Can I spray single-stage non-metallic black paint in stages, without color variation? - Hot Rod Forum : Hotrodders Bulletin Board
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Old 07-21-2010, 09:43 AM
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Can I spray single-stage non-metallic black paint in stages, without color variation?

After more hours than I care to remember, I've started painting my truck with 3 coats of single stage non-metallic black. I'm a little short on space and attention span, though, and am painting it a few pieces at a time.

My question is this: Will there be any significant color variation? Can I, for instance, paint the cab one day and the doors another?

Obviously, if this was silver metallic, I wouldn't even consider it. But black seems like it would just be black.

Thanks...

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Old 07-21-2010, 09:56 AM
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Using the same primer, and spraying the same hands should be ok, single stages are pretty friendly.

Even with metallics would be possible, just little harder with some colors, here in Europe, and in most of the cases I had the opportunity to know, none of the plastic parts of the cars are painted in the manufacturing plant, not bumpers, gas tank lids, mirrors housings... they just paint the frame, and then put together all the parts in the assembling line, the color of all the parts uses to match, in most of the cases...
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Old 07-21-2010, 10:35 AM
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From what I have been told and have read, black is the easiest color to paint in pieces. That's been my sticking point as I have to paint in pieces and really don't care for black so I haven't decided what I am going to do...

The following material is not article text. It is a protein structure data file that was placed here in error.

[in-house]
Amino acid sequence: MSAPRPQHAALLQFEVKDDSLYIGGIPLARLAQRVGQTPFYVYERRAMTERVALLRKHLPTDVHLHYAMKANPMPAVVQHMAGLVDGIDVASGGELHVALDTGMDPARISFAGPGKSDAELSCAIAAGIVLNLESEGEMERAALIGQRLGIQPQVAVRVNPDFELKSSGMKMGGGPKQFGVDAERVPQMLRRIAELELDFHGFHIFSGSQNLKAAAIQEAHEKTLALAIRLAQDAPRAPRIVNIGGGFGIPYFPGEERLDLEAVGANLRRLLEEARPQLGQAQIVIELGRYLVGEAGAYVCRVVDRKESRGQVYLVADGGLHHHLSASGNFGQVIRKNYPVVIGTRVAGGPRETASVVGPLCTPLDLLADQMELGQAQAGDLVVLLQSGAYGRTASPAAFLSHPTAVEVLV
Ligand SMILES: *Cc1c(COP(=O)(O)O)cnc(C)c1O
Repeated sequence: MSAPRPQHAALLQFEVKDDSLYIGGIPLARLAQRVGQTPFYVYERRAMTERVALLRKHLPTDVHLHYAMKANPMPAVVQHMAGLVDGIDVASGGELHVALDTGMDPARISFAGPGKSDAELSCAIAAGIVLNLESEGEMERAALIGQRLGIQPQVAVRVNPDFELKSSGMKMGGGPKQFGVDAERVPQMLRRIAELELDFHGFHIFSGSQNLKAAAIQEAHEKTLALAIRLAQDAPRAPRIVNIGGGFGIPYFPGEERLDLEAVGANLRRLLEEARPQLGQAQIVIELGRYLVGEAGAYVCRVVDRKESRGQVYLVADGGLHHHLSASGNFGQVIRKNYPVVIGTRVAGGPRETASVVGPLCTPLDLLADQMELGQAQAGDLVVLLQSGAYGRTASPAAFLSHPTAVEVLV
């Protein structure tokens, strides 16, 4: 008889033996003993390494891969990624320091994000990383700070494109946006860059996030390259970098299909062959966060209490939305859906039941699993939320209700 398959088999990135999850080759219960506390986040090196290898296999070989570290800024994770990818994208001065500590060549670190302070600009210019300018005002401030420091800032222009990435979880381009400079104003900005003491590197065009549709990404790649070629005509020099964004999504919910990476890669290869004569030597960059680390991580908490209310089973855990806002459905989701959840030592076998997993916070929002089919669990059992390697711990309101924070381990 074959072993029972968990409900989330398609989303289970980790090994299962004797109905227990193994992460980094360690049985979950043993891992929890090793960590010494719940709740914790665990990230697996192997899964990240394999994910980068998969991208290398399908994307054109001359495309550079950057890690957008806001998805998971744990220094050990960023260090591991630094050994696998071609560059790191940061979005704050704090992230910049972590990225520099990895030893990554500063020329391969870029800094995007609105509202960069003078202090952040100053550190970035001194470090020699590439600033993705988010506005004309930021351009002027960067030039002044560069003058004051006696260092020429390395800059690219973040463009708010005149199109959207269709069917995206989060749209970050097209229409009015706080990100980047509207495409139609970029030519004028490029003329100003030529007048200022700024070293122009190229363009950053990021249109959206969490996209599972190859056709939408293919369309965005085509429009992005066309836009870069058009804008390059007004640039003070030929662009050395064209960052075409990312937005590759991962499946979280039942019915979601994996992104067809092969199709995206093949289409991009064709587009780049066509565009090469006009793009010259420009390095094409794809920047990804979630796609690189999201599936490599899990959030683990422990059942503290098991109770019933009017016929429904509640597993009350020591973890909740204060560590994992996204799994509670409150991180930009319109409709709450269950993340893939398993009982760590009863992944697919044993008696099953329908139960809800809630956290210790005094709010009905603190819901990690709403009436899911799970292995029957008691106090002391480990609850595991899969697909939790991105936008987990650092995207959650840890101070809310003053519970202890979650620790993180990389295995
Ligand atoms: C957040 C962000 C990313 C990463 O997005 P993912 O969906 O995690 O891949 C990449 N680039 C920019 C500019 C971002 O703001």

Just make sure you are doing the same prep, same primer/paint, finishing, etc., etc.
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Old 07-21-2010, 12:01 PM
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with solid non-metallics it should not be an issue..just make sure you have enough paint to finish the job before you start..

Sam
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Old 07-21-2010, 12:19 PM
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Should not be a problem, just make sure all your variables are the same and you will be fine.

Vince
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Old 07-21-2010, 02:18 PM
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Black won't be much of an issue... but some single stage solid colors may have pigments that will settle to the bottom of the can or cup. so keep it mixed really well each time you fill the gun, or come back after a pause.
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Old 07-21-2010, 09:34 PM
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I plan to basically do the same thing; paint a black Bronco
in sections. I'll do one side at a time, with the hood
and tailgate painted separately.

As long as the paint is out of the same can and thoroughly
mixed, I don't think there'll be a problem.....
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Old 07-22-2010, 10:08 AM
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Some good advice has been given. BE SURE TO STIR UP THE PAINT GOOD! This is a given, but it is often neglected. I mean stir it up scraping the bottom of the can, VERY GOOD. Be sure you buy all the paint you need, if you go back to buy more you could get into trouble there.

Be sure to shop out the BLACKEST BLACK, one made from ONE toner if you can. MOST blacks you see are made from a formula just as every other color. Believe it or not most blacks you see on stock cars, to duplicate them may use five different colors off the mixing bank! So, YES, there ARE differences in "blacks" you see, BIG differences.

This will not affect you at all, as long as you buy all the paint you will need up front. And if you get one made from one toner it will certainly be no issue at all realistically.

Be sure you cover every square inch the same! Get around edges! This sounds like common sense, but again, missed even by the "pros" I deal with. It amazes me how a guy can paint something in a $100K booth with a $400 gun using the best materials you can buy and there are "holidays" all over the friggin thing where you can see the primer!